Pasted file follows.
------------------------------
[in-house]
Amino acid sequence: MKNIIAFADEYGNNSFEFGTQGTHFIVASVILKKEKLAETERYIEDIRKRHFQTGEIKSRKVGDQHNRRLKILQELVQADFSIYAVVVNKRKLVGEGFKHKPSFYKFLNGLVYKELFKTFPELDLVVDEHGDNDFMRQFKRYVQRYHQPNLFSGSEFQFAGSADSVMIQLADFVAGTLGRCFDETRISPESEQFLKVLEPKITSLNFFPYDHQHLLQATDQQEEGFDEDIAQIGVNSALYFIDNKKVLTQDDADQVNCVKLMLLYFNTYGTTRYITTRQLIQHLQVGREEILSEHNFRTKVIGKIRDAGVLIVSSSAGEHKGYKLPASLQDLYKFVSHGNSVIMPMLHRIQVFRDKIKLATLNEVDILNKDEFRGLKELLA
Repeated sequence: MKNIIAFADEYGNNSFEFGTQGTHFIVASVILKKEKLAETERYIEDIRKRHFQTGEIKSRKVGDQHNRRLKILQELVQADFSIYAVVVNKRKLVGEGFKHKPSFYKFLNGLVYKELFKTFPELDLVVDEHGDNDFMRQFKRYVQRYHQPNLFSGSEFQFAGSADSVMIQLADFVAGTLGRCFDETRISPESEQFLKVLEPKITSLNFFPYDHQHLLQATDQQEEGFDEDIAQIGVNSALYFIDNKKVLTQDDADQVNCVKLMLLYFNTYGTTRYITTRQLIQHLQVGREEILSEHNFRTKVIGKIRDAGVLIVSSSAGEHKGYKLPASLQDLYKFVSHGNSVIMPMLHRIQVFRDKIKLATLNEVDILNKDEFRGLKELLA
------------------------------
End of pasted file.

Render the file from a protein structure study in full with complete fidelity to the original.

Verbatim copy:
[in-house]
Amino acid sequence: MKNIIAFADEYGNNSFEFGTQGTHFIVASVILKKEKLAETERYIEDIRKRHFQTGEIKSRKVGDQHNRRLKILQELVQADFSIYAVVVNKRKLVGEGFKHKPSFYKFLNGLVYKELFKTFPELDLVVDEHGDNDFMRQFKRYVQRYHQPNLFSGSEFQFAGSADSVMIQLADFVAGTLGRCFDETRISPESEQFLKVLEPKITSLNFFPYDHQHLLQATDQQEEGFDEDIAQIGVNSALYFIDNKKVLTQDDADQVNCVKLMLLYFNTYGTTRYITTRQLIQHLQVGREEILSEHNFRTKVIGKIRDAGVLIVSSSAGEHKGYKLPASLQDLYKFVSHGNSVIMPMLHRIQVFRDKIKLATLNEVDILNKDEFRGLKELLA
Repeated sequence: MKNIIAFADEYGNNSFEFGTQGTHFIVASVILKKEKLAETERYIEDIRKRHFQTGEIKSRKVGDQHNRRLKILQELVQADFSIYAVVVNKRKLVGEGFKHKPSFYKFLNGLVYKELFKTFPELDLVVDEHGDNDFMRQFKRYVQRYHQPNLFSGSEFQFAGSADSVMIQLADFVAGTLGRCFDETRISPESEQFLKVLEPKITSLNFFPYDHQHLLQATDQQEEGFDEDIAQIGVNSALYFIDNKKVLTQDDADQVNCVKLMLLYFNTYGTTRYITTRQLIQHLQVGREEILSEHNFRTKVIGKIRDAGVLIVSSSAGEHKGYKLPASLQDLYKFVSHGNSVIMPMLHRIQVFRDKIKLATLNEVDILNKDEFRGLKELLA